The same could be said for the safety position on defense. This position, which had strength in numbers a year ago, is back to bare bones after Taz Stevenson and Evan Zeger moved up to linebacker, and Travis Feeney and James Sample are out for the contact part of Spring Football with shoulder surgeries. The group that remains at safety is a very solid one: Sean Parker, Nate Fellner, Will Shamburger and Justin Glenn are four players UW has gone to war with in the past and they are battle-tested. They'll get plenty of reps, and that should put them in good stead for the fall.

But for 11 or so players that are going to either be non-contact only or not available for spring altogether, it puts a damper on their own development. The hope is that enough young players will have benefited from Spring Football to the point that, when those hurt do return for fall, they will really be pushed for starting spots - and that competition will make everyone better for the season at hand.

It's great in theory, but for instance - is the fact that sophomore defensive end Hauoli Jamora is out for spring mean another player like Talia Crichton or Andrew Hudson gets enough experience in the spring to legitimately challenge Jamora for a starting DE spot four months from now? We'll see, but I'd have to believe both Crichton and Hudson would have to have monster springs for that to become a realistic possibility. Let's hope they do, so that question can be asked as the team heads into their fall camp at the beginning of August.

Finding some leaders, especially on the defensive side of the ball in the wake of Cort Dennison's graduation is also going to be a big key in 2012. Dennison, besides being the rock in the middle of Holt's 4-3 scheme, was also their oldest vet and most outspoken player. He backed up his words with action. Sarkisian has said that players like Jamora - who won't play in spring but is expected to be at every practice as a leader of the defensive line - as well as Parker and senior cornerback Desmond Trufant, have a chance to lead in the same way Dennison did - both on and off the field.

It's easy to say that this is Price's team on offense, but they'll need more than one leader on that side of the ball to remain a cohesive, communicative unit. Sophomore tight end Austin Seferian-Jenkins had a breakout 2011, and I expect he will set up and fill a leadership void. Along the offensive line, it's clear that it's Drew Schaefer's job to make sure the five up front act and move as one. The senior center has played in 38 games as part of the purple and gold, so what he says goes.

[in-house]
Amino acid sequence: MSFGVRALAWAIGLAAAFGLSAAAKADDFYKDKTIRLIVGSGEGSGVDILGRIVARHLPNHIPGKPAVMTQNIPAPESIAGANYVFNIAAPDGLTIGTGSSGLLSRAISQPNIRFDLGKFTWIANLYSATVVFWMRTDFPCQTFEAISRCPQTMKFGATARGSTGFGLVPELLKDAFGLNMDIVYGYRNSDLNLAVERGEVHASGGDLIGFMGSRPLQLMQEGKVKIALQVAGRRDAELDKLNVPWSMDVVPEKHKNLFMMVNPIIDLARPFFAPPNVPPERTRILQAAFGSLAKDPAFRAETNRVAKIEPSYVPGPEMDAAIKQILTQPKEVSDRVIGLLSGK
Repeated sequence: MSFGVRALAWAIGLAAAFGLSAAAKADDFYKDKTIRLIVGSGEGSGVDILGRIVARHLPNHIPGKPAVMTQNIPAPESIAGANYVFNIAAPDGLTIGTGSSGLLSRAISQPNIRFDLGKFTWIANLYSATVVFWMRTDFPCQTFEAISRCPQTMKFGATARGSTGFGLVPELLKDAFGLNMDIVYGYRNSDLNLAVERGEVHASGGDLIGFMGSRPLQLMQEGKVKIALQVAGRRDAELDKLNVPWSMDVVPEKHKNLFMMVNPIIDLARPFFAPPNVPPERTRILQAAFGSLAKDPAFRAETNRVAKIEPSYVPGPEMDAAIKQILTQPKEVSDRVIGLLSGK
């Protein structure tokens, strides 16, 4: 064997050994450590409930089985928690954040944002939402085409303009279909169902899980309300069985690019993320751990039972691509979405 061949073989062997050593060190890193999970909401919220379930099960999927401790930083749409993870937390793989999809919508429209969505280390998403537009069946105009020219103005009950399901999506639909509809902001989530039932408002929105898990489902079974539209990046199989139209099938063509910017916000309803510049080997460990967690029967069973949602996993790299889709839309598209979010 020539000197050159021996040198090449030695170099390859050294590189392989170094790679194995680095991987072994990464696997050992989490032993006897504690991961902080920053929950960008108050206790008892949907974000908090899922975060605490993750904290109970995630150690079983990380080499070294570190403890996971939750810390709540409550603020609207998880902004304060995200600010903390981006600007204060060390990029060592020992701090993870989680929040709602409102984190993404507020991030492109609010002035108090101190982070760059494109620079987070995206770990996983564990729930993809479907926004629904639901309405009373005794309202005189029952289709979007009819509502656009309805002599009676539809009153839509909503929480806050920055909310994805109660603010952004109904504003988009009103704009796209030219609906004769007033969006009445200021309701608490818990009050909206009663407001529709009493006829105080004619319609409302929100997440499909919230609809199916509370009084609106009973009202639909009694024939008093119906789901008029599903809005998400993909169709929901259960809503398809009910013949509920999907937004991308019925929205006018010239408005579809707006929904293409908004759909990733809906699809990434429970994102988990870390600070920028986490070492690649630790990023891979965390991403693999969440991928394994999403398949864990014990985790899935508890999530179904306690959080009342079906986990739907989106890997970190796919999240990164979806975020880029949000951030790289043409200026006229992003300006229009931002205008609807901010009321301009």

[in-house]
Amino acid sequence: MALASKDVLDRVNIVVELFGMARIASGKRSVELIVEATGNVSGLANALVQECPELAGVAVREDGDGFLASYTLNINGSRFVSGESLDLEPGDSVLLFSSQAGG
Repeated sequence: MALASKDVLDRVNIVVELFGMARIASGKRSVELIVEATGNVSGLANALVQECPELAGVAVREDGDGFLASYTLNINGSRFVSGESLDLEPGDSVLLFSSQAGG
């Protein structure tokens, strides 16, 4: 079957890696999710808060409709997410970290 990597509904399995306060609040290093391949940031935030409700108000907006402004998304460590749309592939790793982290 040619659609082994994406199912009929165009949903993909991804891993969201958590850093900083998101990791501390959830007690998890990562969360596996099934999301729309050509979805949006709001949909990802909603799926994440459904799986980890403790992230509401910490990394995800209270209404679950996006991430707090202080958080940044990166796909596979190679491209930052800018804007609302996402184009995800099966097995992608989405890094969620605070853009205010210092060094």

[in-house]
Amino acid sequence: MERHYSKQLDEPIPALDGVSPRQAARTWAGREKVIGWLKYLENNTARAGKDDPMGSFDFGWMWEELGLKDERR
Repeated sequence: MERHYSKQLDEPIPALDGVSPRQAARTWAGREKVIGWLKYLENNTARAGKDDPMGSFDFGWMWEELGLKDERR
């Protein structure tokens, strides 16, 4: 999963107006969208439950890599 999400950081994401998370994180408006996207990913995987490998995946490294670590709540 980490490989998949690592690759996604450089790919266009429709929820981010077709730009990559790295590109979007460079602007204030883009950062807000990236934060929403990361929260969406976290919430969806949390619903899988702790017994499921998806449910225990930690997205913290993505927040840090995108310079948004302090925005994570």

I have already outlined another major key for the Huskies this spring - namely determining the big position battles on both offense and defense. You can read about those by clicking on the links below.

Spring Football Battles to Watch - Offense

Spring Football Battles to Watch - Defense

The other big key this spring for Washington has to do with all the logistical changes. Due to the overall health of the team and their attempts at trying to get some players ready to go through at least some part of Spring Football, Sarkisian decided to take the week after Spring Break - typically the first week of a five-week Spring Football period - and use it for strength and conditioning. That means Spring Football is a week shorter for Washington in 2012, as they'll practice three times the first week and four times the remaining three weeks, adding up to 15 total practices (a number that includes the April 28th Spring Game, which signals the close of Spring Football).

So not only will the Huskies deal with a condensed (by their traditional measure) schedule, but they'll also practice at a different time of the day. As part of their yearly off-season program critique, Sarkisian wondered why the team practiced in the afternoons for spring after asking the team all winter to work out, run and lift in the early morning. The answer - practice at roughly the same time they used to work out. According to Sarkisian, studies have shown that early morning is the most productive part of the day in terms of when someone is at their most effective and sharpest. So they will practice at least three times a week at 8 a.m. instead of 4 p.m. We'll see if that has an impact on the level of enthusiasm the team comes out with during those early morning sessions. If the coaching staff sees the team has hit the collective snooze button, they'll find a way to wake them up in a hurry. Top Stories